- Unlike Groups, Pages allows the addition of applications to Pages that can be helpful to international education offices and organizations. Another important application if FBML (Facebook Markup Language) that allows you to customize the look of your Page. (UPDATE: FBML is not longer available.)
- Unlike Groups, Pages allow you to create "prettier URLS" with memorable text instead of a string of numbers. However, you can only do this once.
- Unlike Groups, Pages give you statistical feedback (called "Insights"). This is essential for being able to see what works in connecting with your community and what doesn't.
- Unlike Groups, Pages allows a better integration of Event creation and invitations easily available to the public.
- Pages allow an office or organization to segment their community and send targeted updates. The updates will become more visible in the upcoming changes to Facebook. So, for example, Pages would allow an organization to update all their California fans about an upcoming California study abroad fair circuit or their New York City or Chennai fans about an event in their local area. Targeted marketing, plain and simple.
- Pages also allows international education offices and organizations to create and publish social ads. While this may not be a marketing choice for everyone, you won't get that kind of "add-on value" from Groups.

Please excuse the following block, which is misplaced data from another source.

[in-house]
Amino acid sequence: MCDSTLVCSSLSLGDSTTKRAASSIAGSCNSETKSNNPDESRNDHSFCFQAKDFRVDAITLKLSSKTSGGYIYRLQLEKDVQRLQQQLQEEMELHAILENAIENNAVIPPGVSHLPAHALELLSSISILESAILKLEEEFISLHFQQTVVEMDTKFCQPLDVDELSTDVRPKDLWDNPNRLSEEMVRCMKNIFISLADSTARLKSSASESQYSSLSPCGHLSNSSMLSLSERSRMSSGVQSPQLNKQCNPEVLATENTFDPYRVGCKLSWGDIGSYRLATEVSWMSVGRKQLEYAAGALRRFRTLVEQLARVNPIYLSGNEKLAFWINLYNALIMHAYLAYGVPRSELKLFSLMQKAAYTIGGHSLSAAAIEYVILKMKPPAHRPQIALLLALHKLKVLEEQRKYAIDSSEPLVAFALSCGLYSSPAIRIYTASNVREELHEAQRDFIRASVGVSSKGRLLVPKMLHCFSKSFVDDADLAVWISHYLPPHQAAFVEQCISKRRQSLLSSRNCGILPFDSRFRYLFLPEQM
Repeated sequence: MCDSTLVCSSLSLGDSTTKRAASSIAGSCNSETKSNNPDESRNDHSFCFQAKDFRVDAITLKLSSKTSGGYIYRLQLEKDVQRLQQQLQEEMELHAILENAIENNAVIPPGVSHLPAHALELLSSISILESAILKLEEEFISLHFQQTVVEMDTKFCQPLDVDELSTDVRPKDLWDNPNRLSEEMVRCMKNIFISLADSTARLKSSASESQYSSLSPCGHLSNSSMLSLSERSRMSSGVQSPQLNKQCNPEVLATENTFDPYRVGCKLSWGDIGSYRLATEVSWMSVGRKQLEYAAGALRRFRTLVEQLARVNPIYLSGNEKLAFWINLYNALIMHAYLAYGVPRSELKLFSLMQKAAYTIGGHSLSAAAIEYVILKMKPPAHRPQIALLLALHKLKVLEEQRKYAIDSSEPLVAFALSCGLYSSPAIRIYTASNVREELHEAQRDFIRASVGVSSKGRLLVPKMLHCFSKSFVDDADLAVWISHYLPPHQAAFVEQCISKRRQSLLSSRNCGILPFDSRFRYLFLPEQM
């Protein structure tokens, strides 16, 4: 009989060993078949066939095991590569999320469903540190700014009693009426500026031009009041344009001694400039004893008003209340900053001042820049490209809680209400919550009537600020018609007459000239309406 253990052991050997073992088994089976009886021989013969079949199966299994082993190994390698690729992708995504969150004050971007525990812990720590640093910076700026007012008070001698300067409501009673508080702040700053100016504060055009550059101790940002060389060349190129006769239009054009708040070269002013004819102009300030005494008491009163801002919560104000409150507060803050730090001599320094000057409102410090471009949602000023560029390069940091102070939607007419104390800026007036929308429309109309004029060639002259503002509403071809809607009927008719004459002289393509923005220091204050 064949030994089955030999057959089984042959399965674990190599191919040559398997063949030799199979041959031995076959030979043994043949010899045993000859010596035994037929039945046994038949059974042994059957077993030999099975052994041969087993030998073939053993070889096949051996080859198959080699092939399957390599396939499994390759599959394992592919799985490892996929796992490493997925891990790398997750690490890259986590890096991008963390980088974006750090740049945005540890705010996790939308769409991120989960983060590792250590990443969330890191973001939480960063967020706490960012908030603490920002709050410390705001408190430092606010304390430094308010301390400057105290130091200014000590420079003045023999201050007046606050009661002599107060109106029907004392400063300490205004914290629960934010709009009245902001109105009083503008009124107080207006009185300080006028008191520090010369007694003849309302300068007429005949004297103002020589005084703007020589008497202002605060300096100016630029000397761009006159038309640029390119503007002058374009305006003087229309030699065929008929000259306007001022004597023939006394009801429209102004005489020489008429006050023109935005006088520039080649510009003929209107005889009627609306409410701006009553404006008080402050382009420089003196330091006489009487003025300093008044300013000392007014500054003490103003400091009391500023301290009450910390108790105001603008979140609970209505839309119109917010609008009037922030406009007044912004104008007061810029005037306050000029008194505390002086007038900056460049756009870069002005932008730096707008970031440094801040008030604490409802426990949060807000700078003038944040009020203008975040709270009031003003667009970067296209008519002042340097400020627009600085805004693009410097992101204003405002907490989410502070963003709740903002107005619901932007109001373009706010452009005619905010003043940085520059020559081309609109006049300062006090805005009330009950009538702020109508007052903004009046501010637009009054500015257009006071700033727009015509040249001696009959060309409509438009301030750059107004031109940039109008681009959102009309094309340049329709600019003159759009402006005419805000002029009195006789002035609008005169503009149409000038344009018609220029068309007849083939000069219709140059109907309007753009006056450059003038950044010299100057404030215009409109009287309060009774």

There's one more very important reason for creating a Facebook Page -- brand and reputation management. If you create an official Fan page, you will be in charge of your brand. If not, there are all kinds of possible negative consequences.
First and foremost, you will have no control if someone else decides to create a fan page in your name. For example, one of my favorite bands has 18,733 Facebook fans. However, someone else created a Fan page in the band's name that now has 16,088 fans. As far as I know, that Page is not controlled by the band it claims to "represent" (which is why I won't "fan" it or link to it). Approximately half of the band's fan base on Facebook aren't even really connected to the band -- although they probably think they are! That's unfortunate. (UPDATE: The band worked with Facebook to claim the rogue page as a breach of intellectual property rights and it was removed. There is now one official fan page.)
If you create and run your own Fan page, you can report "fake" pages to Facebook and ask that they be removed. That itself is important in preserving your international education office's and organization's reputation on all sorts of levels.
If you are an international education office or organization and have questions about using Facebook and other social media for marketing and public relations, please don't hesitate to contact me or comment below!
- 502 International Education related YouTube channel subscriptions... (ihec-djc.blogspot.com)
- Students Connecting Our World Gains Momentum (nafsa.org)
- Facebook: A Year in Review (insidefacebook.com)
- How to Virally Grow Your Facebook Fan Page (socialmediatoday.com)
- How to Brand Yourself and Build Engagement with a Facebook Page (theplanetd.com)